23 Jun 2013, Comments (15)

If Gillard is replaced, what does it mean to the rest of us?

Author: Helen

It’s on again. And it’s been on multiple times this year: repeated attempts by the media and some parliamentary hotheads to convince us that the PM should be rolled and replaced by a bloke.

If this was to happen before September (or if she stays, and the Libs win), what does it mean for women in Australia?

I’m sure there is no need to tell you that the PM is on the nose for many sections of the Left. Many of us are ambivalent. Just as she made us all punch the air with the speech which is going down in history as “*the* misogyny speech”, her government changed the law to further disadvantage single mothers. They commissioned the Gonski report, then announced their intention to take funding away from tertiary education. To feminists, it seems that with one hand she giveth, and with the other she taketh. I’m frequently bitterly disappointed by Gillard and the policies she supports. Unfortunately, some Gillard opponents think that you are either For her or Agin her, and if you’re Agin her (politically) this can be separated completely from any feminist issues. This simplistic view fails to take into account the damage done to women if Gillard loses the September election or is replaced by a man from her own party before that. It now appears that damage will be inevitable.
 
 

Screenshot of a letter to the Age by Tony O'Brien of South Melbourne. "Come on Tim, now's the time to do the right thing by Julia - propose to her. A June wedding is about the only thing that might save her in the polls."

Why do people talk about the PM in terms of weddings and proposals?


 
 

Australians have had a hard time coming to terms with the first woman Prime Minister. If you’re one of those cheery souls who genuinely doubt entrenched sexism still exists, you might want to put on a hazmat suit and read for a while in the comment threads of any of our news outlets. There’s no shortage of both men and women in these fora, or just in the pub or at the tram stop, who maintain that they’re not at all sexist but the PM is just incompetent, for some reason they just can’t explain properly, well they just don’t like her…et cetera.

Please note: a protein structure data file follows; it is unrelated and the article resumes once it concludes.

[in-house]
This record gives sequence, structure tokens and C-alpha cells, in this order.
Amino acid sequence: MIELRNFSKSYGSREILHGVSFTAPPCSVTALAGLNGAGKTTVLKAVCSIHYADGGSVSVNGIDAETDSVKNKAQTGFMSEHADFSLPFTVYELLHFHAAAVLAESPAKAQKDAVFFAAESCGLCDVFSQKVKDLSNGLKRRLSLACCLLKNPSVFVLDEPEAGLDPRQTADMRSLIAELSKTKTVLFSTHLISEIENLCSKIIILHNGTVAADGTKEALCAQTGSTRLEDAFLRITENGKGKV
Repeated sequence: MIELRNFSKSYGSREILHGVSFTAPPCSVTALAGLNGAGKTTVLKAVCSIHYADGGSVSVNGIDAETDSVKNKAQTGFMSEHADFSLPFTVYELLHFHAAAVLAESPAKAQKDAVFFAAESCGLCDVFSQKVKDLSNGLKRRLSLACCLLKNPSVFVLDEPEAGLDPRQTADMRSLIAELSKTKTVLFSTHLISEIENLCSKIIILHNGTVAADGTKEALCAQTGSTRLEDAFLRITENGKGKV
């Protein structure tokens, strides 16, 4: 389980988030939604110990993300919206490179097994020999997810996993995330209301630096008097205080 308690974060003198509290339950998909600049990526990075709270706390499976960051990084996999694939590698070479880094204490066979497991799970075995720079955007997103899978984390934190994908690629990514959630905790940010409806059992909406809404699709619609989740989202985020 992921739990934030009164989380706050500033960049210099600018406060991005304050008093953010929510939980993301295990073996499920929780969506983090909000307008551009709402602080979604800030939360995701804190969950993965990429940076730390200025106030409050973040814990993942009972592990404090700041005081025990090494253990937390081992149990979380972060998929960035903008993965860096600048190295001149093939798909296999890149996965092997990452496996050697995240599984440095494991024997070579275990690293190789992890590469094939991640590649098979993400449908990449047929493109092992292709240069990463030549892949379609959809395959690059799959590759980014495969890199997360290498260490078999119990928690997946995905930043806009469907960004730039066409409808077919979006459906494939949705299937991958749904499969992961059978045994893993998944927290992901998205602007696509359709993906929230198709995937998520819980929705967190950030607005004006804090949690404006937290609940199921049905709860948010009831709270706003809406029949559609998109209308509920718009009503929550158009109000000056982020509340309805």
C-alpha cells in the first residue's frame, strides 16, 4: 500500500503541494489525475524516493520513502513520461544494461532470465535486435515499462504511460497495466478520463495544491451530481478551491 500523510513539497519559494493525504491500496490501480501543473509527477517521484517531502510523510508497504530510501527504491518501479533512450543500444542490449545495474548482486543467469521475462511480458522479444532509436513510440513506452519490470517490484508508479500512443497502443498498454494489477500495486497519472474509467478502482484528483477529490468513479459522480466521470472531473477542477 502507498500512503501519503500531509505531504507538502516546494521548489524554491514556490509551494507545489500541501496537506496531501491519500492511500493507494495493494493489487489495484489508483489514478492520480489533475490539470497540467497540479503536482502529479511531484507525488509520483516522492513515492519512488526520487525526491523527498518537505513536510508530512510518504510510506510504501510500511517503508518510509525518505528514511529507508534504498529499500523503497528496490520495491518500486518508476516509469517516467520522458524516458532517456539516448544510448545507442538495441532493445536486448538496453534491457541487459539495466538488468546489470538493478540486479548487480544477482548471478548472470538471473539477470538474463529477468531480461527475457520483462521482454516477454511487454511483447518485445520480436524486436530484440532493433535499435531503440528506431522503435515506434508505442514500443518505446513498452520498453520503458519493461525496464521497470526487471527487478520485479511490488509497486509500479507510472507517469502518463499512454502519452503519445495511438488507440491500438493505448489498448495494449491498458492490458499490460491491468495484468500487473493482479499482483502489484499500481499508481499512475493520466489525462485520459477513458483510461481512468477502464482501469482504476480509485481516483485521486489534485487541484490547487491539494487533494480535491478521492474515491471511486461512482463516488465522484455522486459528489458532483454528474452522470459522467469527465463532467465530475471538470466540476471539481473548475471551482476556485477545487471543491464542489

And so many of the cartoons, comments and other references to Gillard make the point again and again that, by the way DID YOU NOTICE SHE WAS A WOMAN? A FEMALE TYPE WOMAN? As if that notion had to be reinforced and kept in the forefront of our minds. I wonder why that would be?

Tandberg cartoon. Julia Gillard looking diffident in a wedding gown while a M-F couple look on. Man:

More wedding imagery. You just can’t have enough of it!

I would accept this notion that the criticism and abuse of Gillard is just normal par for the political course if it was framed in the same terms as it would be for Paul Keating or Tony Abbott. But it isn’t.

The problem is with the way in which actions by women and minorities are deemed to have meaning for the entire group. We might say that Whitlam was “Brilliant but flawed” or that Latham is “brilliant but flaky” and so on, but it doesn’t reflect on the fitness of white men, as a category, to govern. Those who would tell us that Gillard’s treatment is no different from the normal inter-male cut and thrust of political stoush are not noticing the media / political obsession with her gender.

Time and again, our news outlets remind us of Gillard’s female (=outsider, from the point of view of the PMship) status. Time and again she is described in a frame of her genitalia, fertility or lack thereof, domesticity or lack thereof, f*ckability or lack thereof. News articles on political alliances used metaphors of marriages, weddings, dates, divorces. We’re never allowed to forget that this person isn’t a member of the default group, but one of the other. She is to be understood in the context of sex and relationships and clothes, not power and governance. That’s how we are used to talking about women. The perpetrators will swear till they are blue in the face that there’s nothing gendered about their remarks and that it’s all exactly the same as aggression between men in politics.